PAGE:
Edgecomb Eddy School had a couple days’ head start on distance learning prior to Gov. Janet Mills’ emergency declaration. On March 13, Principal Ira Michaud believed it was only a matter of time before the coronavirus would result in Maine closing public schools. So he directed the school’s pre-kindergarten to grade six staff to help students pack up books, laptops and other materials for an extended school break. On March 15, Mills ordered public schools closed until the end of April.
While classrooms are empty, Edgecomb educators are busy filling students’ minds with reading, writing and arithmetic. Teachers send parents emails with suggested home lessons. School buses also deliver biweekly worksheet packets for students to complete. Teachers are also using the online meeting service Zoom and the school’s interactive Facebook page to maintain weekly student contact. “I perceived where things were going prior to the official closure,” Michaud said. “We did this with an expectation of reaching out through email, phone and online communication. Parents’ first job is keeping the kiddos safe. They also communicate with teachers in doing their best in educating their kids each week.”
For parents, distance learning is a challenging experience. Despite the pandemic, many parents continue working a full schedule so the added responsibility of maintaining a home and teaching their kids is challenging. The school sends out packets with two weeks’ worth of worksheets to guide parents and students in the lessons. First grade teacher Cindy Gosselin sends daily emails for discussing distance learning procedures with parents. At first, Gosselin’s conversations began with parents thanking her, but as the lessons mounted, more calls took a different direction. “Parents are telling us they feeling stressed,” she said. “I reiterate to them these are only suggestions, and remind them to do the best they can.”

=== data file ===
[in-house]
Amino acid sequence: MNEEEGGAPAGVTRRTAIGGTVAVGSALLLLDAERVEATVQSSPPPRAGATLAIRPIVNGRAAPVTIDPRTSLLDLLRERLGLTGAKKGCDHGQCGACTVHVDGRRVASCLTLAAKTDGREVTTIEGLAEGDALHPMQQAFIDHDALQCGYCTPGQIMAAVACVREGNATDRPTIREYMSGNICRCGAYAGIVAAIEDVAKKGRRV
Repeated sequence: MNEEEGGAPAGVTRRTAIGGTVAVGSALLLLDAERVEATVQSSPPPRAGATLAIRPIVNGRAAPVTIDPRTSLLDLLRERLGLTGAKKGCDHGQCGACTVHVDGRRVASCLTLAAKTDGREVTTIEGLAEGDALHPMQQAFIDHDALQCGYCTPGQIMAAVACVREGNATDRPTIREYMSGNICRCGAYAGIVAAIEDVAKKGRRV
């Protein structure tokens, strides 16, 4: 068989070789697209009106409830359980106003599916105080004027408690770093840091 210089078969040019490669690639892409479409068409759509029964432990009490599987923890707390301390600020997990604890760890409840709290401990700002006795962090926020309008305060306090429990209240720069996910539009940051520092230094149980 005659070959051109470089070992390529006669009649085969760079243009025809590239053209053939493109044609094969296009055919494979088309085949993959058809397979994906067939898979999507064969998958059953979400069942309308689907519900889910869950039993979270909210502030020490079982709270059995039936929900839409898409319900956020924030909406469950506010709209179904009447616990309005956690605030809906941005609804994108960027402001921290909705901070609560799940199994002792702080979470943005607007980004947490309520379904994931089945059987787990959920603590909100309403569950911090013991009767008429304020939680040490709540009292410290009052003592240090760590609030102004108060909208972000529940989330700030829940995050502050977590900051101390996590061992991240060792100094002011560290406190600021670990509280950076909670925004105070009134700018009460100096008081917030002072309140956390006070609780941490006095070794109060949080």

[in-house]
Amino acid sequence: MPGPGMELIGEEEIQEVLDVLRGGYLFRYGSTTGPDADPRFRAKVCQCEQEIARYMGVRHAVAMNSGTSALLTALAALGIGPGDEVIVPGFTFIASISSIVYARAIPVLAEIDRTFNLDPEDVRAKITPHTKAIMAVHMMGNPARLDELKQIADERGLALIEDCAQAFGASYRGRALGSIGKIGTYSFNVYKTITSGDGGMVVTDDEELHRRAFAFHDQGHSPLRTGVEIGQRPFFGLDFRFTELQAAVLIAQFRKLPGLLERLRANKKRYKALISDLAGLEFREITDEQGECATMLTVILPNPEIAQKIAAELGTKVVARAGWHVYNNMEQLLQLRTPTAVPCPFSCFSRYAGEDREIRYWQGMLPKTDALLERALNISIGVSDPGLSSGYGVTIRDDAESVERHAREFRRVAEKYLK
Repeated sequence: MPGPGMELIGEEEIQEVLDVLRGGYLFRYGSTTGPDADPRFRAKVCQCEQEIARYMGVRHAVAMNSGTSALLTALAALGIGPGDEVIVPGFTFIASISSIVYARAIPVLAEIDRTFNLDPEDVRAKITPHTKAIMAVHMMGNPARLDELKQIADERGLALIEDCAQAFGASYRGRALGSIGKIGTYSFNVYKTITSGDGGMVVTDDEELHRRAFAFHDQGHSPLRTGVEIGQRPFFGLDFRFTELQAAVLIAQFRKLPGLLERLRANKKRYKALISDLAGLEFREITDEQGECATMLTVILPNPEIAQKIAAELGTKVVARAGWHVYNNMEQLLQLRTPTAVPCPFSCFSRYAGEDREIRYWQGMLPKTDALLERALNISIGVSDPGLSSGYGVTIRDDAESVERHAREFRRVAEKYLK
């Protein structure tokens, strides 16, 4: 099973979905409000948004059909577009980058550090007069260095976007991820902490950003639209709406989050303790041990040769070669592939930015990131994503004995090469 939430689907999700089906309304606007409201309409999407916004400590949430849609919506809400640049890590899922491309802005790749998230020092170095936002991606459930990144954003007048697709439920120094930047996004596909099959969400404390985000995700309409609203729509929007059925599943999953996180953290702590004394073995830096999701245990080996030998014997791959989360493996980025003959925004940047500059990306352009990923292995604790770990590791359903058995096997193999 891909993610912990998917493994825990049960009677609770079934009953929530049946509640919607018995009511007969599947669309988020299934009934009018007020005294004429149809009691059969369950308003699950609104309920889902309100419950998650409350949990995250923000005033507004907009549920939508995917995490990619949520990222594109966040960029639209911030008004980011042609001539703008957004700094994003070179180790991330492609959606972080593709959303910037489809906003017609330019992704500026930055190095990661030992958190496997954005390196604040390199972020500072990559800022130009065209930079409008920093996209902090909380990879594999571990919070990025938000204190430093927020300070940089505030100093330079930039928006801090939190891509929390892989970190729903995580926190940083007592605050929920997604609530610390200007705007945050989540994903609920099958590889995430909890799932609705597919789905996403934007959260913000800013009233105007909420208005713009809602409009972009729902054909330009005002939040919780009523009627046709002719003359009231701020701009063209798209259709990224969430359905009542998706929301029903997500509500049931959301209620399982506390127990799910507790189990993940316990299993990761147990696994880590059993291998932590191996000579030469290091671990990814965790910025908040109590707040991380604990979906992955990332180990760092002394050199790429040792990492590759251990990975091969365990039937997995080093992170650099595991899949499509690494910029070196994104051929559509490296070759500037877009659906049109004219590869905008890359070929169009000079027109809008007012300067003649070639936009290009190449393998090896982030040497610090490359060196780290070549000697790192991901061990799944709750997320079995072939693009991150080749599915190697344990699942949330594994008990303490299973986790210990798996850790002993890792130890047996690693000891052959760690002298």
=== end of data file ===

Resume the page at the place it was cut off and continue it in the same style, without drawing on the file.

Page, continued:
Teachers also use Zoom to stay in contact with students. Gosselin reports she contacts her 19 students individually twice a week. “I was a little nervous Zooming with 5-year-olds, but it’s going fine. They send me videos of what they are doing, and it’s a good way to stay in touch or just say hello,” she said. Distance learning has also been an interesting experience for pre-kindergarten teacher Sally Monroe. She shares Zoom with educational technician Sally Grover and guidance counselor Haley Bezon to stay in touch with her students. So far, seven of the 16 pre-kindergarten students and parents stay in regular contact. While education is the primary reason for teacher and parent communication in distance learning, Monroe said one main message is paramount. “I reiterate what Ira tells us,” she said. “I tell parents to remember to take care of their families, first, and learning will follow.”
Special education teacher Tanya Thibault doesn’t use group emails. Her students have individualized plans which require more direct contact with parents and students. She shared concerns with the Edgecomb School Committee on April 6 about what would happen if internet connectivity interrupted distance learning. “There is only so much you can do. Is there a plan if the connectivity goes out?” But overall, her special education classes are running smoothly. “One of my students continues his occupational and physical therapy. So it’s working out great. Another student is doing wonders working on his own and made a paper mâché dinosaur.”
On April 6, the committee approved an Alternative Organizational Structure (AOS) 98 proposal for distance learning. In Edgecomb, the plans call for one to 2.5 hours of instruction Monday through Friday for pre-kindergarten through grade three students and two to three hours daily per school week for grades four through six. Teachers use social media and Zoom in monitoring student progress twice per week. Parents receive an email with suggestions for keeping their children on task. The remote learning plan recommends 30-minute lessons Monday through Friday for math, writing and reading for pre-kindergarten through grade three and 30-60 minutes five times per week for grades four through six.
Distance learning will temporarily stop during April vacation (April 20-24). It returns April 27, and could continue until May 29.
AOS 98 schools will consider how to end the school year with meeting between April 13-17. The Edgecomb School Committee will conduct an online meeting at 1 p.m. April 17 considering to end distance learning on May 29 and end the school year and meal program on June 12. AOS 98 schools will consider how to end the school year with meetings of the various boards April 16 and 17. During the April 6 meeting, Superintendent Dr. Keith Laser indicated school administrators and staff would likely spend June 1-12 assessing student achievement during the school year and plan for 2020-21.